Upper School Gallery

Large-Scale Paintings 

Honors Art Portfolio 

Every year the Junior Artists create large-scale paintings inspired by small-scale collages. This quarter-long project involves building frames, stretching canvas, and preparing supports. Also, artists develop a series of three small collages, one of which they "scale up" using the grid technique. This technique allows artists to translate a small image into a much larger painting while maintaining the correct measurement and proportion. Painting is a step-by-step process that begins with an underpainting, which is followed by a "grisaille" or a layer of greys, and then finally the application of hand-mixed acrylic paint. 

– US Art Teacher Ann Murphy 

Reality Party
 

There are two main influences on this painting: the story of Adam and Eve in the Garden of Eden from Genesis and Alice and Wonderland. At the time of making these collages, we were reading Genesis in our English class and we were in the middle of creating our Head-Royce production of Alice and Wonderland. The main elements of Alice and Wonderland inspiration are the forest-like green cave in the background and the whimsical cherry blossom type flowers, along with the red checker table cloth, which feels very "Mad Tea Party." This painting uses elements of both stories to play with the idea of reality and truth and being able to understand reality/ truth and whether we are able to choose to see it or not.

 

Food for Thought

This piece represents the overall state of health in our country. I was interested in exploring what drives the relationship between attitudes toward curative versus preventative healthcare through an artistic lens. The pills spilling out of the manikin-like head in the center draw focus to the fact that most people in America are brainwashed into believing that taking medicines are the only way to lead a healthy lifestyle. However, the larger than life vibrant fish and vegetables surrounding the face represent the robustness and effectiveness of using nutrition as a primary means of healthcare. I also wanted to dip into the idea of large corporations encroaching and corrupting the industries of healthy foods by promoting pill-popping culture. This idea is represented by the sugar covering the tomato, a food that would normally be considered healthy. I hope that this piece drives the viewer to think about who and what are influencing their health related decisions.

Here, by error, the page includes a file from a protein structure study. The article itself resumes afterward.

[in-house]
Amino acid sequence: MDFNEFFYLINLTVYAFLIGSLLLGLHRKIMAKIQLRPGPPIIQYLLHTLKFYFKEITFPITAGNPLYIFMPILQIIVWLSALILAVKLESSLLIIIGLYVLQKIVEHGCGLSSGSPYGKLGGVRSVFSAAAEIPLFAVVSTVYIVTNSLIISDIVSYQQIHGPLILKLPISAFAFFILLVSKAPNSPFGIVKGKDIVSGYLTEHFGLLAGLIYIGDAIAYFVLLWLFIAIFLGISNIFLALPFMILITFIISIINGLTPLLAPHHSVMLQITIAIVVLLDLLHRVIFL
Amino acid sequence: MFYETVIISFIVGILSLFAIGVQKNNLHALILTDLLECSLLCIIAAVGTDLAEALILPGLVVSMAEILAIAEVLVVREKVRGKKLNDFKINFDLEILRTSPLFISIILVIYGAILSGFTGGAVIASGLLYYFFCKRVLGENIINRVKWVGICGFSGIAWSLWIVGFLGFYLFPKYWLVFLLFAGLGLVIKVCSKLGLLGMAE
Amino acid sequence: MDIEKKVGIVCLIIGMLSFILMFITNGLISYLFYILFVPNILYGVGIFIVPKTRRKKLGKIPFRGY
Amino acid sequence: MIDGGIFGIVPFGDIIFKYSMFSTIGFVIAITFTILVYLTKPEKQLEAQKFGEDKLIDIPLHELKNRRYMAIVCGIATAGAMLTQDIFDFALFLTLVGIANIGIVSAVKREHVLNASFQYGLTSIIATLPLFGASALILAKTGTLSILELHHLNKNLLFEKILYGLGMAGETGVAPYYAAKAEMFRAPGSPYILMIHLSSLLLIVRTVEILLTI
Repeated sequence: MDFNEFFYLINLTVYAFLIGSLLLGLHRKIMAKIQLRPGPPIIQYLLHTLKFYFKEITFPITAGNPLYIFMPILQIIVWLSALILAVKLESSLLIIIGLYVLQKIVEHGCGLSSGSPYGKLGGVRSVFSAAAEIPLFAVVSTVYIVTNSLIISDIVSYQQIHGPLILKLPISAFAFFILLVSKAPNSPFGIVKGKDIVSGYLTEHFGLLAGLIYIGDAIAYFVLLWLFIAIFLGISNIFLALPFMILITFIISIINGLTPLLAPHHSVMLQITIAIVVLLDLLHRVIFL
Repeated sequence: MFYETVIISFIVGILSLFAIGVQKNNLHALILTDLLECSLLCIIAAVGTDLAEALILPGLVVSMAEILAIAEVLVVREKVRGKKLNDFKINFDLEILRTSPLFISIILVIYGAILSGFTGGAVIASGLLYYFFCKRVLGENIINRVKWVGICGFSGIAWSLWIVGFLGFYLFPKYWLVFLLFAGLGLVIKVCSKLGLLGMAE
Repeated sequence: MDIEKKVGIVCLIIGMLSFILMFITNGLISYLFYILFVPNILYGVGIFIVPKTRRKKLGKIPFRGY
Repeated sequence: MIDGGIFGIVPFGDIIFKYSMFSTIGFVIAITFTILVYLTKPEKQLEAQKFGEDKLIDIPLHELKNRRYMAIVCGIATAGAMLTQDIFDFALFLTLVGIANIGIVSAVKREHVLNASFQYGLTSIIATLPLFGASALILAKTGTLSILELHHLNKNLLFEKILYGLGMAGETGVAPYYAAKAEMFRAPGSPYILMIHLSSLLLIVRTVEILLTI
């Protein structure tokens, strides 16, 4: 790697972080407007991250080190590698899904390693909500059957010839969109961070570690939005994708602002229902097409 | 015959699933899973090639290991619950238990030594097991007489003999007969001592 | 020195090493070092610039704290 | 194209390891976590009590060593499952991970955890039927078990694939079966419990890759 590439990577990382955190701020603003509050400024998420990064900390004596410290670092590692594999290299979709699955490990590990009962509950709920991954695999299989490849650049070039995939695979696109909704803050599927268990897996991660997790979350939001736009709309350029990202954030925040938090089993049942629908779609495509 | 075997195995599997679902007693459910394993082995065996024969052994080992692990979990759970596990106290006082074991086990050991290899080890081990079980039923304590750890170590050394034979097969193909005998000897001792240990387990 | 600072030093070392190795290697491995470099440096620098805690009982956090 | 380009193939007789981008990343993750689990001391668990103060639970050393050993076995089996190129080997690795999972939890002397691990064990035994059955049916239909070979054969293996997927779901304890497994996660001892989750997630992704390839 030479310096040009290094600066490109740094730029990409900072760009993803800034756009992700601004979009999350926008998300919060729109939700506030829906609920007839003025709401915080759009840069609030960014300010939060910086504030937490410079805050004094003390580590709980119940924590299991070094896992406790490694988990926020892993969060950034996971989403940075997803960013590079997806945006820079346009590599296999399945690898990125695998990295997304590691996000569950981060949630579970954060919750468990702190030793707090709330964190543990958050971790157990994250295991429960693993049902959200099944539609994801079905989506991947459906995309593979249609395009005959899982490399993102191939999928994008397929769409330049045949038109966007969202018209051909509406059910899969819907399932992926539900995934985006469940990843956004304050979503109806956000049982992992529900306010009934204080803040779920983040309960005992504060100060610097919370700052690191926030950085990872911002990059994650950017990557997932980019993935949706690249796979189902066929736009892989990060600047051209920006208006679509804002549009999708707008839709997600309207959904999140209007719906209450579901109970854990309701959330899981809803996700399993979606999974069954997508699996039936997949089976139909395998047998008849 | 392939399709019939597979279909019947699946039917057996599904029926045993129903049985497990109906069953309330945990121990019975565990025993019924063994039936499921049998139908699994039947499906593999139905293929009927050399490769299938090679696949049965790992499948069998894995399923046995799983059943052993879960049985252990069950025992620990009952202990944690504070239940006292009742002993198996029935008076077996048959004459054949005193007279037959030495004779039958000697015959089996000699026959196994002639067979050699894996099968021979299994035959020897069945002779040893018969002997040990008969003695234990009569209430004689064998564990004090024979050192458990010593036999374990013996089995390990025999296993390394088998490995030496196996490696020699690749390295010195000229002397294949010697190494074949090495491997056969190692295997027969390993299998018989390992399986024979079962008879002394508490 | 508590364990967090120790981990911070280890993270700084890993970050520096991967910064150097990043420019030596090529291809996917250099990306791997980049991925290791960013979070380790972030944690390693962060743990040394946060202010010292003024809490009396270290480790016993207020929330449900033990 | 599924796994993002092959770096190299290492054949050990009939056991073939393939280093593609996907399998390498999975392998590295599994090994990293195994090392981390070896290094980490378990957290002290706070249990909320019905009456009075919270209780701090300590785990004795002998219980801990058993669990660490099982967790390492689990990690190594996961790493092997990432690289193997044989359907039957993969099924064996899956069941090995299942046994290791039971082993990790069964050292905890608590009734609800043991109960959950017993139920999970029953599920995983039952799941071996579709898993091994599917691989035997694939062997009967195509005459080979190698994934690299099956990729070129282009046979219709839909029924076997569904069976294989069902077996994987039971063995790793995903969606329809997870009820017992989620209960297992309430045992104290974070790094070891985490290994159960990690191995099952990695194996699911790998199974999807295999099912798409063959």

Party Animals

I believe that everyone, even animals, needs to have a little party in their life once in a while. I tend to take life too seriously sometimes, so I decided to create this painting as a reminder to let loose and experience the sweet things the world has to offer. I chose animals instead of humans in the painting because animals show us on a daily basis the kind of energetic and positive attitude that I aspire to have. While I don’t have a dog myself, dogs seem to always bring joy wherever they go. The candy and balloons represent the small yet important things that we find pleasure in. These things may be taken for granted but they brighten people’s lives constantly. This whole painting is meant to evoke a sense of happiness with its vibrant colors, party spirit, and lighthearted animals. I hope that by looking at this painting, you think of what makes you smile in your everyday life, and remember to take a step back to enjoy it.

Reach


Reach is the action of this painting. The girl has burst out of her home life and is reaching for a beautiful, glowing fantasy world full of lush purple flowers. The hands are trying to pull her back down into the home world she is trying to escape from, which offers only a handful of spiky, icy-blue flowers: similar to the multitude of round purple blooms of the fantasy world, just less desirable. But the girl hasn’t seen all of her home world yet. If she simply looked beyond her own home, she would see what a beauty the real world is, full of fields of bright lupine flowers, clusters of daisies, sunlit hills, and cotton-candy clouds. The reference for this painting is a 4-inch by 6-inch collage that I made and scaled up to a 46-inch by 64-inch acrylic painting on canvas. I began work on it during the winter of junior year, and completed it in the fall of senior year. I began with a charcoal sketch, followed by a sepia wash, then a grisaille, and finally full color.